(HealthDay News) — Multivisceral ex vivo surgery can successfully remove invasive abdominal tumors previously deemed unresectable due to location and vascular involvement, according to a case report published in the May issue of the American Journal of Transplantation.
Tomoaki Kato, M.D., of the Columbia University Medical Center in New York City, and colleagues describe three cases of multivisceral ex vivo surgical procedures in patients with abdominal tumors involving both roots of the celiac and superior mesenteric artery, which are generally considered to be unresectable. Procedures involved temporary removal of the entire abdominal viscera, vascular reconstruction, tumor resection outside the body, and autotransplantation of excised organs.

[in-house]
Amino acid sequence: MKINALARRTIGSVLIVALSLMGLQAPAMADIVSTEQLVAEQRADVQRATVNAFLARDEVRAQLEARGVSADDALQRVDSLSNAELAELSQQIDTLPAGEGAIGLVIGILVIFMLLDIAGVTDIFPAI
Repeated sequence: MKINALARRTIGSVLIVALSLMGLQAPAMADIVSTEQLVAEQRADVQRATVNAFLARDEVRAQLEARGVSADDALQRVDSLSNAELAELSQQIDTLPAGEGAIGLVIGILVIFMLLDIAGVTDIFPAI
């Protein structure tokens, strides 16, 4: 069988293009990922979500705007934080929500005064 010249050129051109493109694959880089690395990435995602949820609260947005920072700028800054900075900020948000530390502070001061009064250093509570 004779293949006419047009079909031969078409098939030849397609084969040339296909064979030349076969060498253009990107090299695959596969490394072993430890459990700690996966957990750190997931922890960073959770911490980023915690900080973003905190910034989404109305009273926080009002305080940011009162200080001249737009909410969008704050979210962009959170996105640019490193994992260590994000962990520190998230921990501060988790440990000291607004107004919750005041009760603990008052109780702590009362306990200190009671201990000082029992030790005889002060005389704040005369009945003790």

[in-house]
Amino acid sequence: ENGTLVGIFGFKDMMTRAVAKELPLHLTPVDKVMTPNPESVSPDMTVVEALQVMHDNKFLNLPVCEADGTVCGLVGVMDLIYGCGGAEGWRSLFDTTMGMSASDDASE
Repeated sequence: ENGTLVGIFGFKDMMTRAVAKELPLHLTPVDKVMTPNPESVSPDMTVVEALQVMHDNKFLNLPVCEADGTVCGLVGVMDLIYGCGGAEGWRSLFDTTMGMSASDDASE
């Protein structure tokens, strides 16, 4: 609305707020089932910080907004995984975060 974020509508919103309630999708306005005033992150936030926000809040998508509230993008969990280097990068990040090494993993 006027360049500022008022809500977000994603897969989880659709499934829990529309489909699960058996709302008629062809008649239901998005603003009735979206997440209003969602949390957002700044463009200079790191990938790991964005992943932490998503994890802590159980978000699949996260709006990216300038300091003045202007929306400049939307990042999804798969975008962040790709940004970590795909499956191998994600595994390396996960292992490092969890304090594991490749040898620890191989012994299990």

In all three cases, the researchers found that a complete tumor resection was achieved with negative margins. After 17-, 27-, and 38-month follow-up, all patients survived with no tumor recurrence. Diarrhea, sphincter of Oddi dysfunction, and arterial stenosis were postoperative complications, all of which responded to directed treatments.
“Multivisceral ex vivo surgery applying techniques of deceased donor multivisceral transplantation is feasible in achieving local control of otherwise unresectable abdominal tumors,” the authors write. “This surgery is best suitable for locally invasive tumors unresectable because of location and vascular involvement.”